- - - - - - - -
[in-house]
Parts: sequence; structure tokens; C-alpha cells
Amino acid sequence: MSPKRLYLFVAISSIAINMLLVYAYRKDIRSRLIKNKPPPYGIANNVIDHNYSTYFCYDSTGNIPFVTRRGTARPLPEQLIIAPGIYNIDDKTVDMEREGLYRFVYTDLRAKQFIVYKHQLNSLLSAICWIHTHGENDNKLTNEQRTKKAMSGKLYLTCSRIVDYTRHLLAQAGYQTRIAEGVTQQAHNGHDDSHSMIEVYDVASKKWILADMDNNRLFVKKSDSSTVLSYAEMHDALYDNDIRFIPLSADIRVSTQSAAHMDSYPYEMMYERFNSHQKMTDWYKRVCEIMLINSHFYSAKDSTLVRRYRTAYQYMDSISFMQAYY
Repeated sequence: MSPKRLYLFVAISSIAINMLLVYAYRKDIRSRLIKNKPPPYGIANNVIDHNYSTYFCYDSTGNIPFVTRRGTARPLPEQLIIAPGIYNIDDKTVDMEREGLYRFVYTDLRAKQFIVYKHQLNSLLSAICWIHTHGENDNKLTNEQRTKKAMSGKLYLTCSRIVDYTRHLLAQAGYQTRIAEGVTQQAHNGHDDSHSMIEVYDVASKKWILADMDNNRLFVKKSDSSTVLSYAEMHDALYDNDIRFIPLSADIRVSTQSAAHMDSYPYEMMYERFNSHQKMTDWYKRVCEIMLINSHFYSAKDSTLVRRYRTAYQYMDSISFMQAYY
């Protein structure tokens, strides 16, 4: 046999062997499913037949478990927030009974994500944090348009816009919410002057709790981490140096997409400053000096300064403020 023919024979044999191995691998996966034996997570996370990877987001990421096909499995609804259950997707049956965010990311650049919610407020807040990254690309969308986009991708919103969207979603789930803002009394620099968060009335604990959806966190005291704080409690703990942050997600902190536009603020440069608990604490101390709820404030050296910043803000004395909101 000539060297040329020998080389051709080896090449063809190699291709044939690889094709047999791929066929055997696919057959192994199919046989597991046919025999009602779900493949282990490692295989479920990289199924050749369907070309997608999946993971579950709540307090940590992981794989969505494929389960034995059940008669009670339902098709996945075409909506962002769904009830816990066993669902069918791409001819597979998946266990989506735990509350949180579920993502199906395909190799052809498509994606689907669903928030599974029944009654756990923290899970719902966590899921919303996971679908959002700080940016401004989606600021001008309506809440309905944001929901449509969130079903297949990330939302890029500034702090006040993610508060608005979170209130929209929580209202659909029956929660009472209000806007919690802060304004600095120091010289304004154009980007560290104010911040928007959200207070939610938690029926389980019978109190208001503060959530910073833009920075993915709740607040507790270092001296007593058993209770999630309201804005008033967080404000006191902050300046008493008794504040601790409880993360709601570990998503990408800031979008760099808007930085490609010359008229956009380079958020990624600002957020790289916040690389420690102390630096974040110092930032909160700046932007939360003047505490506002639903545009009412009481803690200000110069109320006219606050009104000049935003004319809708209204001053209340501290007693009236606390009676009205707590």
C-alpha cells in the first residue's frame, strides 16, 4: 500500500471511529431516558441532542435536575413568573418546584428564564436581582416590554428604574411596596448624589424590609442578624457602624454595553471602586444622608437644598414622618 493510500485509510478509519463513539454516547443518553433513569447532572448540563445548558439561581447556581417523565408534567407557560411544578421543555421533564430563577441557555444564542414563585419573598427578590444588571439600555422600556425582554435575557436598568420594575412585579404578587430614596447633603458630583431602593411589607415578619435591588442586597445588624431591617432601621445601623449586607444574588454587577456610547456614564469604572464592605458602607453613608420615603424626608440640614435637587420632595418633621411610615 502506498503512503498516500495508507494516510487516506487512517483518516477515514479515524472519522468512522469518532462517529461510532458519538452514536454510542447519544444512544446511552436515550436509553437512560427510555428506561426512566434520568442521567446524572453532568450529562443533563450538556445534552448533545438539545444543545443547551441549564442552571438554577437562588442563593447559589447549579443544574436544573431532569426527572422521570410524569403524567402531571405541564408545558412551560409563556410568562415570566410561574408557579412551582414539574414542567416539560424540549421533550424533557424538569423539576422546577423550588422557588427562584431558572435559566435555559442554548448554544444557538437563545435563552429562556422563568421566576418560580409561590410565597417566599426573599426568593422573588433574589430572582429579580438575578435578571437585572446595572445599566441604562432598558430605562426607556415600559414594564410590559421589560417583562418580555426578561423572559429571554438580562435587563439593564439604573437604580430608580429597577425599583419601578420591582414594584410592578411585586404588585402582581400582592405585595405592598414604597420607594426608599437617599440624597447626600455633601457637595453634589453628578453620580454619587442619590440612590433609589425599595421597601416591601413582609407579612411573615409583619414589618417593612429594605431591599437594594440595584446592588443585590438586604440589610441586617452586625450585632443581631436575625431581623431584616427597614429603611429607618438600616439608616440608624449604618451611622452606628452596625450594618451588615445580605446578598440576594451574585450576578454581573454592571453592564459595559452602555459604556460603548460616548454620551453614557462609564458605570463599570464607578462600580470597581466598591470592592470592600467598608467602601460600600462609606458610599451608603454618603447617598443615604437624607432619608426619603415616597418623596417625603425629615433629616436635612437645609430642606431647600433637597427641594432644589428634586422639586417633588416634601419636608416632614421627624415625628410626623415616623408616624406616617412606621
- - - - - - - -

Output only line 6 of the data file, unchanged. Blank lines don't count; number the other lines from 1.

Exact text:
C-alpha cells in the first residue's frame, strides 16, 4: 500500500471511529431516558441532542435536575413568573418546584428564564436581582416590554428604574411596596448624589424590609442578624457602624454595553471602586444622608437644598414622618 493510500485509510478509519463513539454516547443518553433513569447532572448540563445548558439561581447556581417523565408534567407557560411544578421543555421533564430563577441557555444564542414563585419573598427578590444588571439600555422600556425582554435575557436598568420594575412585579404578587430614596447633603458630583431602593411589607415578619435591588442586597445588624431591617432601621445601623449586607444574588454587577456610547456614564469604572464592605458602607453613608420615603424626608440640614435637587420632595418633621411610615 502506498503512503498516500495508507494516510487516506487512517483518516477515514479515524472519522468512522469518532462517529461510532458519538452514536454510542447519544444512544446511552436515550436509553437512560427510555428506561426512566434520568442521567446524572453532568450529562443533563450538556445534552448533545438539545444543545443547551441549564442552571438554577437562588442563593447559589447549579443544574436544573431532569426527572422521570410524569403524567402531571405541564408545558412551560409563556410568562415570566410561574408557579412551582414539574414542567416539560424540549421533550424533557424538569423539576422546577423550588422557588427562584431558572435559566435555559442554548448554544444557538437563545435563552429562556422563568421566576418560580409561590410565597417566599426573599426568593422573588433574589430572582429579580438575578435578571437585572446595572445599566441604562432598558430605562426607556415600559414594564410590559421589560417583562418580555426578561423572559429571554438580562435587563439593564439604573437604580430608580429597577425599583419601578420591582414594584410592578411585586404588585402582581400582592405585595405592598414604597420607594426608599437617599440624597447626600455633601457637595453634589453628578453620580454619587442619590440612590433609589425599595421597601416591601413582609407579612411573615409583619414589618417593612429594605431591599437594594440595584446592588443585590438586604440589610441586617452586625450585632443581631436575625431581623431584616427597614429603611429607618438600616439608616440608624449604618451611622452606628452596625450594618451588615445580605446578598440576594451574585450576578454581573454592571453592564459595559452602555459604556460603548460616548454620551453614557462609564458605570463599570464607578462600580470597581466598591470592592470592600467598608467602601460600600462609606458610599451608603454618603447617598443615604437624607432619608426619603415616597418623596417625603425629615433629616436635612437645609430642606431647600433637597427641594432644589428634586422639586417633588416634601419636608416632614421627624415625628410626623415616623408616624406616617412606621